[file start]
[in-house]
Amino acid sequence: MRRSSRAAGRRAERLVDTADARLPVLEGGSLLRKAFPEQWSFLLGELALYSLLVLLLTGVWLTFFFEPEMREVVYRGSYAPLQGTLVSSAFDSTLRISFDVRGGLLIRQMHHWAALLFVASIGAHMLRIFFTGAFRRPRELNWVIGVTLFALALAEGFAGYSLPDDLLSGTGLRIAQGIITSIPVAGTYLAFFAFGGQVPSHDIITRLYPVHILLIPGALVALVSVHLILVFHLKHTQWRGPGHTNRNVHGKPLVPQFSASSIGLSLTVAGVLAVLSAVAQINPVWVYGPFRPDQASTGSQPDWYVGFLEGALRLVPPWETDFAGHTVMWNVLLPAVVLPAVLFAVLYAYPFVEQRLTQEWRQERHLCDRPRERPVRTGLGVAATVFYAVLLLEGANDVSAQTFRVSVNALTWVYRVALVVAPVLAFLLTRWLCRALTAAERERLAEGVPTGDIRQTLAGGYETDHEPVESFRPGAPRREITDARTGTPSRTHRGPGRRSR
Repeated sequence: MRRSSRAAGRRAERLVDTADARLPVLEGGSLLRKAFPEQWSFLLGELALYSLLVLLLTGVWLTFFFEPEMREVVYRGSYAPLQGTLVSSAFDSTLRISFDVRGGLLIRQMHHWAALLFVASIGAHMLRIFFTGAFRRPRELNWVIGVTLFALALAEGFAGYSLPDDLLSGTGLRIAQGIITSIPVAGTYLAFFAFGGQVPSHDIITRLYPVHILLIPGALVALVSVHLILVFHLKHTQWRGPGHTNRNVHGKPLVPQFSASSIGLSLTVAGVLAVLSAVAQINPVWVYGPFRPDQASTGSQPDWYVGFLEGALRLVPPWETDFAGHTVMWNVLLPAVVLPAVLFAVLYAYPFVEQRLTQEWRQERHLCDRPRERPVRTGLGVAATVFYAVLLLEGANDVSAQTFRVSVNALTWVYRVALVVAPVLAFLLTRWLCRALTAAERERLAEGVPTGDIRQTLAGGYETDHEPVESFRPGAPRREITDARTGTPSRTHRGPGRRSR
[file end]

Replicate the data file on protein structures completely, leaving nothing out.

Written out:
[in-house]
Amino acid sequence: MRRSSRAAGRRAERLVDTADARLPVLEGGSLLRKAFPEQWSFLLGELALYSLLVLLLTGVWLTFFFEPEMREVVYRGSYAPLQGTLVSSAFDSTLRISFDVRGGLLIRQMHHWAALLFVASIGAHMLRIFFTGAFRRPRELNWVIGVTLFALALAEGFAGYSLPDDLLSGTGLRIAQGIITSIPVAGTYLAFFAFGGQVPSHDIITRLYPVHILLIPGALVALVSVHLILVFHLKHTQWRGPGHTNRNVHGKPLVPQFSASSIGLSLTVAGVLAVLSAVAQINPVWVYGPFRPDQASTGSQPDWYVGFLEGALRLVPPWETDFAGHTVMWNVLLPAVVLPAVLFAVLYAYPFVEQRLTQEWRQERHLCDRPRERPVRTGLGVAATVFYAVLLLEGANDVSAQTFRVSVNALTWVYRVALVVAPVLAFLLTRWLCRALTAAERERLAEGVPTGDIRQTLAGGYETDHEPVESFRPGAPRREITDARTGTPSRTHRGPGRRSR
Repeated sequence: MRRSSRAAGRRAERLVDTADARLPVLEGGSLLRKAFPEQWSFLLGELALYSLLVLLLTGVWLTFFFEPEMREVVYRGSYAPLQGTLVSSAFDSTLRISFDVRGGLLIRQMHHWAALLFVASIGAHMLRIFFTGAFRRPRELNWVIGVTLFALALAEGFAGYSLPDDLLSGTGLRIAQGIITSIPVAGTYLAFFAFGGQVPSHDIITRLYPVHILLIPGALVALVSVHLILVFHLKHTQWRGPGHTNRNVHGKPLVPQFSASSIGLSLTVAGVLAVLSAVAQINPVWVYGPFRPDQASTGSQPDWYVGFLEGALRLVPPWETDFAGHTVMWNVLLPAVVLPAVLFAVLYAYPFVEQRLTQEWRQERHLCDRPRERPVRTGLGVAATVFYAVLLLEGANDVSAQTFRVSVNALTWVYRVALVVAPVLAFLLTRWLCRALTAAERERLAEGVPTGDIRQTLAGGYETDHEPVESFRPGAPRREITDARTGTPSRTHRGPGRRSR